There were about 422,000 customers enrolled in the Virginia exchange for 2016, and about 379,000 are estimated to have paid premiums and continued with their plans, according to a report for healthinsurance.org.
So, there will be plans available to Virginians when enrollment opens in November, but will they be affordable?
The Kaiser Foundation estimates that premiums on the lowest-cost silver-grade plans will rise 12 percent in Virginia.
Why are rate hikes needed? The insurers cite that the client pool in the insurance exchange is older and sicker than the general population, which pushes up its costs. The feds are trying to increase participation in the pool by younger, healthier people by increasing the penalty this year for not having insurance. That penalty will be 2.5 percent of household income or $695 per adult, whichever is greater.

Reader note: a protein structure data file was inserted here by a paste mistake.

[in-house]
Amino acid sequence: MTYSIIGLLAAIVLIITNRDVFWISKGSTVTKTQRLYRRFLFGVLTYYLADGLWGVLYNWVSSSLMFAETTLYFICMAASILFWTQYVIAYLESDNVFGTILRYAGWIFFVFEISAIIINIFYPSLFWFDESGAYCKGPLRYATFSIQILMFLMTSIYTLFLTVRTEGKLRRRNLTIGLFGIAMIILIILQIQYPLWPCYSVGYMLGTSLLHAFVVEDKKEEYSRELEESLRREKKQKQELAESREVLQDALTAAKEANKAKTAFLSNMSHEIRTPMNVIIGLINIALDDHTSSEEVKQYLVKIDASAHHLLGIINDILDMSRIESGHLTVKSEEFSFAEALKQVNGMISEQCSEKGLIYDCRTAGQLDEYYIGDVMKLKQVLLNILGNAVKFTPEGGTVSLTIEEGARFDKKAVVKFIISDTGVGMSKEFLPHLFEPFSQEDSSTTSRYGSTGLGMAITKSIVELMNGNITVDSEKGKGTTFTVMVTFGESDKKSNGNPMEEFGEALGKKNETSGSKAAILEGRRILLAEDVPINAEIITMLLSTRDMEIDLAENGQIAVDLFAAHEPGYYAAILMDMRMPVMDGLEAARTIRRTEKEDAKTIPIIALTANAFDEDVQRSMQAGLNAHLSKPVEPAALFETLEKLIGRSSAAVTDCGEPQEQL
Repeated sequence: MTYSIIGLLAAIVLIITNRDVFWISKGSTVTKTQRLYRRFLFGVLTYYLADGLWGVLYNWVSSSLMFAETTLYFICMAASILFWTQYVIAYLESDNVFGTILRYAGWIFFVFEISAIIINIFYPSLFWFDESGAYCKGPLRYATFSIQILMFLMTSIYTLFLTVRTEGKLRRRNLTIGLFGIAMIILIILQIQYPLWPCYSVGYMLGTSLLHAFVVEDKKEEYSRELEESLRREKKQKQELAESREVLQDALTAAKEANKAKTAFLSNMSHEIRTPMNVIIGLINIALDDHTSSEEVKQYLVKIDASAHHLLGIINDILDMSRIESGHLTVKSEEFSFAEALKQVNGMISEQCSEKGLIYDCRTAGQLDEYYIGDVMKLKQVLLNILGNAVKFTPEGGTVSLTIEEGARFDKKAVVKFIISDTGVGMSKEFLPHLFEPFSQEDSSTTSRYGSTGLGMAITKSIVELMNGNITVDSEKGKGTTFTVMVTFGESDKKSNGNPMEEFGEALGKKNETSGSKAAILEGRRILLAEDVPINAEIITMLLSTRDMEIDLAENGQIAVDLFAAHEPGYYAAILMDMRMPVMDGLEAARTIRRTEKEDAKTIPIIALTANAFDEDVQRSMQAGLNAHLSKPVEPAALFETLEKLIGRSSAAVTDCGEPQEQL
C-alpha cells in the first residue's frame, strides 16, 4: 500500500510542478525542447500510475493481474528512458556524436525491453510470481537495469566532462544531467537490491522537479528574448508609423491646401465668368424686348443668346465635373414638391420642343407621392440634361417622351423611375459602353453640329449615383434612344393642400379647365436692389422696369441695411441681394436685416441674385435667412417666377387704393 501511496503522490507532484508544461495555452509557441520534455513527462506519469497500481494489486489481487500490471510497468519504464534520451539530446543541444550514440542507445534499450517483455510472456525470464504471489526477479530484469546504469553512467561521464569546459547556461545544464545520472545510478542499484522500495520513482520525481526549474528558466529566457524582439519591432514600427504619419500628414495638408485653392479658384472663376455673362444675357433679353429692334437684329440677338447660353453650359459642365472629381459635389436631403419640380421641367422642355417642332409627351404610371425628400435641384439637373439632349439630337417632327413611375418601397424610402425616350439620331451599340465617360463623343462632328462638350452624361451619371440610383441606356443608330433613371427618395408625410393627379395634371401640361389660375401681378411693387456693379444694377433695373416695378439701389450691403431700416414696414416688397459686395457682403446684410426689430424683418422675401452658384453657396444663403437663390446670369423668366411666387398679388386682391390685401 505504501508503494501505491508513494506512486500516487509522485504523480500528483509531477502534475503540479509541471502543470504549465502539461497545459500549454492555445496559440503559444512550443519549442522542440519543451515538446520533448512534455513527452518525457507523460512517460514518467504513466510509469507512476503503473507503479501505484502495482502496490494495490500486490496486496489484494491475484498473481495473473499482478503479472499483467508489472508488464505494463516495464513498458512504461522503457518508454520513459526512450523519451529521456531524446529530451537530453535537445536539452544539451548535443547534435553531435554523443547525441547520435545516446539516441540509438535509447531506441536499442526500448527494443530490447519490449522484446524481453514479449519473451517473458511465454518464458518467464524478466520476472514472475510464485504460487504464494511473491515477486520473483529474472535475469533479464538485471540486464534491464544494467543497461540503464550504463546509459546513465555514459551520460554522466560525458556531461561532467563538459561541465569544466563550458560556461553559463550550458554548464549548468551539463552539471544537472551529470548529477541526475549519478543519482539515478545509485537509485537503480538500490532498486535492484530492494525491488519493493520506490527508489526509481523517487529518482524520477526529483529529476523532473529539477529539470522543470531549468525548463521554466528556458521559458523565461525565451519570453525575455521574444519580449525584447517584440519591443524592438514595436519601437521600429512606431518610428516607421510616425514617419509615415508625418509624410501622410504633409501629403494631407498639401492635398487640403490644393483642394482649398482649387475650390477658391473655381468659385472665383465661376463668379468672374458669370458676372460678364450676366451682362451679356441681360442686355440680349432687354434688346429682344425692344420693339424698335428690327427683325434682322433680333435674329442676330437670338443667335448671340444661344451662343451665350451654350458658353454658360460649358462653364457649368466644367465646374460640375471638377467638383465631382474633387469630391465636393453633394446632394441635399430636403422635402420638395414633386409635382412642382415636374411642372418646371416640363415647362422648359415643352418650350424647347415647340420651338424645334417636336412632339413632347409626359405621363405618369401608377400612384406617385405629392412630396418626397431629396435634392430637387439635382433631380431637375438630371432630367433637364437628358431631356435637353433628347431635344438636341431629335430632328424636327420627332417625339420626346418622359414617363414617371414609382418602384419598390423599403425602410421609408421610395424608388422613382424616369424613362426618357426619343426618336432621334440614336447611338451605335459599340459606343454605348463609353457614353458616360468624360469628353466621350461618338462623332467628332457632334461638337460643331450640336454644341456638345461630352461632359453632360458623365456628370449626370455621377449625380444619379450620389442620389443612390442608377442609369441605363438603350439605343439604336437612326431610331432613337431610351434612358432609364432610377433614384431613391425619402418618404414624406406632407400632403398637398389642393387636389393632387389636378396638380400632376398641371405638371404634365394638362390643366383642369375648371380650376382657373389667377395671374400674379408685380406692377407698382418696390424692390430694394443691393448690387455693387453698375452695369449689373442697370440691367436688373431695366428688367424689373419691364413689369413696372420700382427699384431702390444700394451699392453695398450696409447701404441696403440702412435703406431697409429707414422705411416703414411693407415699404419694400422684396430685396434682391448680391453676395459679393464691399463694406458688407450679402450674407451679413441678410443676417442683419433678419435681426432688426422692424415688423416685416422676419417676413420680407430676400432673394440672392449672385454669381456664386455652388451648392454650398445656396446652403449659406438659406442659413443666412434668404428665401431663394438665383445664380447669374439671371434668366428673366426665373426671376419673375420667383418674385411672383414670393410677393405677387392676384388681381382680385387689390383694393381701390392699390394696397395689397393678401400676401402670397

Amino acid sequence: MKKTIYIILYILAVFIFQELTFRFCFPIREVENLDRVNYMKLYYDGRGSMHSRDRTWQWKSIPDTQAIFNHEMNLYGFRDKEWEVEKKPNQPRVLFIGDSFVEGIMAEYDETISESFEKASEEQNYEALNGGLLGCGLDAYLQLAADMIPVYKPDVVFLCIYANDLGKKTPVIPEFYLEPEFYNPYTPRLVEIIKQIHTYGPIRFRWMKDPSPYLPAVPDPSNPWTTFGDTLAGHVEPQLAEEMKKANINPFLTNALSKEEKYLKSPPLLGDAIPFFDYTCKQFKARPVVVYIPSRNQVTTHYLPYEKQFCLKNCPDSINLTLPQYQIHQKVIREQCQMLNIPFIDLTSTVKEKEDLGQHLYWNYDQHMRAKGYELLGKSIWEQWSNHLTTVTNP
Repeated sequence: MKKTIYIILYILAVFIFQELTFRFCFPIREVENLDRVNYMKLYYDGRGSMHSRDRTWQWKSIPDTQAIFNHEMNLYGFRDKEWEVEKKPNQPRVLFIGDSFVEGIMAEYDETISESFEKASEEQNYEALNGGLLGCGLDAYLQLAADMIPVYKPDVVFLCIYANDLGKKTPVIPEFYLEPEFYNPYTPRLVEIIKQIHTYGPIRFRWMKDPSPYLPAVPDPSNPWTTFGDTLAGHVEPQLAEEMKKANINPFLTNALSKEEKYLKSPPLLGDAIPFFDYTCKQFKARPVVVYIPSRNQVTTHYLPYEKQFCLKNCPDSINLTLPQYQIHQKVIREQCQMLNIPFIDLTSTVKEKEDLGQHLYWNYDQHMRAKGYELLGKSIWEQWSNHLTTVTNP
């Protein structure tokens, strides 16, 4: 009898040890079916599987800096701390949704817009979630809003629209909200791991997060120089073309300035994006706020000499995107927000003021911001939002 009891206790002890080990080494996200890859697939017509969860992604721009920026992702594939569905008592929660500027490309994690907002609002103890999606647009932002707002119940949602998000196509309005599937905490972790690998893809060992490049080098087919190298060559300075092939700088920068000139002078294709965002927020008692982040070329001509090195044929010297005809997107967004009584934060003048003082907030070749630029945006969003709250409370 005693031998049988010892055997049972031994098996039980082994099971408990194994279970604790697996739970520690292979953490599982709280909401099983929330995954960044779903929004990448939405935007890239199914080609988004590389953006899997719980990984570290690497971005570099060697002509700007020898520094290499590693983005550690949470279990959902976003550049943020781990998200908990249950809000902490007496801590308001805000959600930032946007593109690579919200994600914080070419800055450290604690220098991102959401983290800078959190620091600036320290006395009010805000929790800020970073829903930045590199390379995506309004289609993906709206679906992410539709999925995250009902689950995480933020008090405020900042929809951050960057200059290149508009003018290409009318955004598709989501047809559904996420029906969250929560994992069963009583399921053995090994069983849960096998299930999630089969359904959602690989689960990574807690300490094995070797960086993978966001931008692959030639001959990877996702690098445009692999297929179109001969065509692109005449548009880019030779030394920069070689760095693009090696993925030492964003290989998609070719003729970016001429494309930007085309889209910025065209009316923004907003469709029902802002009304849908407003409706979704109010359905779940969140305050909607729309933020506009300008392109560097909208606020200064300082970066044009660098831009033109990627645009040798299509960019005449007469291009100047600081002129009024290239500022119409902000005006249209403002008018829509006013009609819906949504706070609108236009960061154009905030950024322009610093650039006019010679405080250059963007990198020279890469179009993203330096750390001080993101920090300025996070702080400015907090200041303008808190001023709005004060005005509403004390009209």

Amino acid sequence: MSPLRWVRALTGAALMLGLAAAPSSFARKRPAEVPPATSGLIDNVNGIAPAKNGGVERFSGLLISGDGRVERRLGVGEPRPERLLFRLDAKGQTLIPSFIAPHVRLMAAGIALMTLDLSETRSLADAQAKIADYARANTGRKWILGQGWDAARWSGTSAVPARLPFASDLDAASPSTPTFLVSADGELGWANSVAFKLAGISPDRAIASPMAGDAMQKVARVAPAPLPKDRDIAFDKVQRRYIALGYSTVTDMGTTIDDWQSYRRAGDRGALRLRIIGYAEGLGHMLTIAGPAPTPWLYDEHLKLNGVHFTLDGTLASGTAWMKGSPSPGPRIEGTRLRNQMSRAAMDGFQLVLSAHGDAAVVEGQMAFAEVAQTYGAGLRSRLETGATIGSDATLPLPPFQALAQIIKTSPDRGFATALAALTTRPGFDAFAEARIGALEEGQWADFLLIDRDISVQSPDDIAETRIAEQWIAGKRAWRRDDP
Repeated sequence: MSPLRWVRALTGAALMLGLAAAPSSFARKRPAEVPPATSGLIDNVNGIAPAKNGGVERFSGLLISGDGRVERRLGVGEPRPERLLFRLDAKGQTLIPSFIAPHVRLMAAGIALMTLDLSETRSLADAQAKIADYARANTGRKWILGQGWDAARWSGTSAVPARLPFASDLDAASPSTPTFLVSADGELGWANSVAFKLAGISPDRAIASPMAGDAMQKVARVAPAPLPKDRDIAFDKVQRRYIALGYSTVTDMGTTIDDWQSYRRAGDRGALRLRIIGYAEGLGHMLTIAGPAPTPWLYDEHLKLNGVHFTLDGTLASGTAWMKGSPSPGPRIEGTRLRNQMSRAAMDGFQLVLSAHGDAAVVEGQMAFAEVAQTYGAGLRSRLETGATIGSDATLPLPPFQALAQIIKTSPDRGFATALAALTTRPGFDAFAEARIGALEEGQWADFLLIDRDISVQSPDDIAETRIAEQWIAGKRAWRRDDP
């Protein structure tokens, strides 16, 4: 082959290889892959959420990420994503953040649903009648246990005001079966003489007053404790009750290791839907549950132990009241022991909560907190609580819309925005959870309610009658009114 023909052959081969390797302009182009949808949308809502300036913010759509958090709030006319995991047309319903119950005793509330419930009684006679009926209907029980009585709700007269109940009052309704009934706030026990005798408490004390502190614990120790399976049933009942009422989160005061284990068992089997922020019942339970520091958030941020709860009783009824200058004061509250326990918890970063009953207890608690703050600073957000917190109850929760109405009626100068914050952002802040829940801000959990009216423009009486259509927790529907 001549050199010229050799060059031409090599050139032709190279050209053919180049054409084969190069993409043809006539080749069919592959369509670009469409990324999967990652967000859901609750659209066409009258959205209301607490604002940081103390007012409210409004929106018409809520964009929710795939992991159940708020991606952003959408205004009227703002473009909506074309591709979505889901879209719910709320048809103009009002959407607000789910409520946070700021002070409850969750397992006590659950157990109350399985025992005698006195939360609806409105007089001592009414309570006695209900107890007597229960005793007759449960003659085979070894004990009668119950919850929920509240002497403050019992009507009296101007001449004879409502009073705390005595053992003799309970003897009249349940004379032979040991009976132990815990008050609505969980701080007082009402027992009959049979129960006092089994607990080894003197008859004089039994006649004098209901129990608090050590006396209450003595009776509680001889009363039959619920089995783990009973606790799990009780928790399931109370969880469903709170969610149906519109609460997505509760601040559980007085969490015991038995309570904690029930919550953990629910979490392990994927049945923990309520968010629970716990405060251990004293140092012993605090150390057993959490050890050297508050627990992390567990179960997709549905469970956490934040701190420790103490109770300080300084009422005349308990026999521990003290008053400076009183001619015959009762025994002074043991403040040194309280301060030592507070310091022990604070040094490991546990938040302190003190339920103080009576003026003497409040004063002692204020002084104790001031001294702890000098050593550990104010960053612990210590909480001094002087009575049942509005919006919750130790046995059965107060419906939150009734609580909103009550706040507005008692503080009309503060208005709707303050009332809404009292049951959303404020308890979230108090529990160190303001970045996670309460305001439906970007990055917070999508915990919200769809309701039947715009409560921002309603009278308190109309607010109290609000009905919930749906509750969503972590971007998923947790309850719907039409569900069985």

According to a report released on Wednesday by the U.S. Department of Health and Human Services, consumers would still be able to afford policies through the exchange even if prices rose as much as 25 percent. The report asserts that 74 percent of consumers in Virginia could purchase policies at a cost of $75 a month.
The report also contends that advance premium tax credits and the ability for consumers to shop around on the marketplace help contain costs. It's noted that, with the ability to shop around for plans, the average increase on the marketplace from 2015 to 2016 was 8 percent. The federal report contends that 2016 rates increased by an average of $4 a month for policies purchased through HealthCare.gov by consumers with tax credits.
Premium prices for 2017 have not been set as yet. The deadline for final rates will be announced in October.